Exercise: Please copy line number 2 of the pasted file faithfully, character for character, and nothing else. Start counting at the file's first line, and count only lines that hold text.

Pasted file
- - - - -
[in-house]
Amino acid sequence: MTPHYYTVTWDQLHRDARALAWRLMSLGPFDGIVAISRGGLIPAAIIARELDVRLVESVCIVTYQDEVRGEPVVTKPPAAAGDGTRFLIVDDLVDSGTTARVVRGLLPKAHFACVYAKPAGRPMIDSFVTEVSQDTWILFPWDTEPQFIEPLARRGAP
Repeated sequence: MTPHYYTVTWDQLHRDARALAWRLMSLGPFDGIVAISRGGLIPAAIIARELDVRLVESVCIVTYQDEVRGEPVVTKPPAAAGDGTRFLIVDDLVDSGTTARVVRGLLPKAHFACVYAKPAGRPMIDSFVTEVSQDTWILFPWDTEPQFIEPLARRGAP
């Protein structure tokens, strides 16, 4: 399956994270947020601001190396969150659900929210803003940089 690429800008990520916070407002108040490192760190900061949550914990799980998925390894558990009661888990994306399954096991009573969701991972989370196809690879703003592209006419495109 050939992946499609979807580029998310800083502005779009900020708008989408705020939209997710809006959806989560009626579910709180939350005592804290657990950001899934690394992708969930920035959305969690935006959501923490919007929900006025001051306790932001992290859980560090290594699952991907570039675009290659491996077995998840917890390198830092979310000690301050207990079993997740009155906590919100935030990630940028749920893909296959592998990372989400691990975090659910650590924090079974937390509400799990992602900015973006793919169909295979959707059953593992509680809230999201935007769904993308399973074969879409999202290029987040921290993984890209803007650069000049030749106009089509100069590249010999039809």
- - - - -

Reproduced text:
Amino acid sequence: MTPHYYTVTWDQLHRDARALAWRLMSLGPFDGIVAISRGGLIPAAIIARELDVRLVESVCIVTYQDEVRGEPVVTKPPAAAGDGTRFLIVDDLVDSGTTARVVRGLLPKAHFACVYAKPAGRPMIDSFVTEVSQDTWILFPWDTEPQFIEPLARRGAP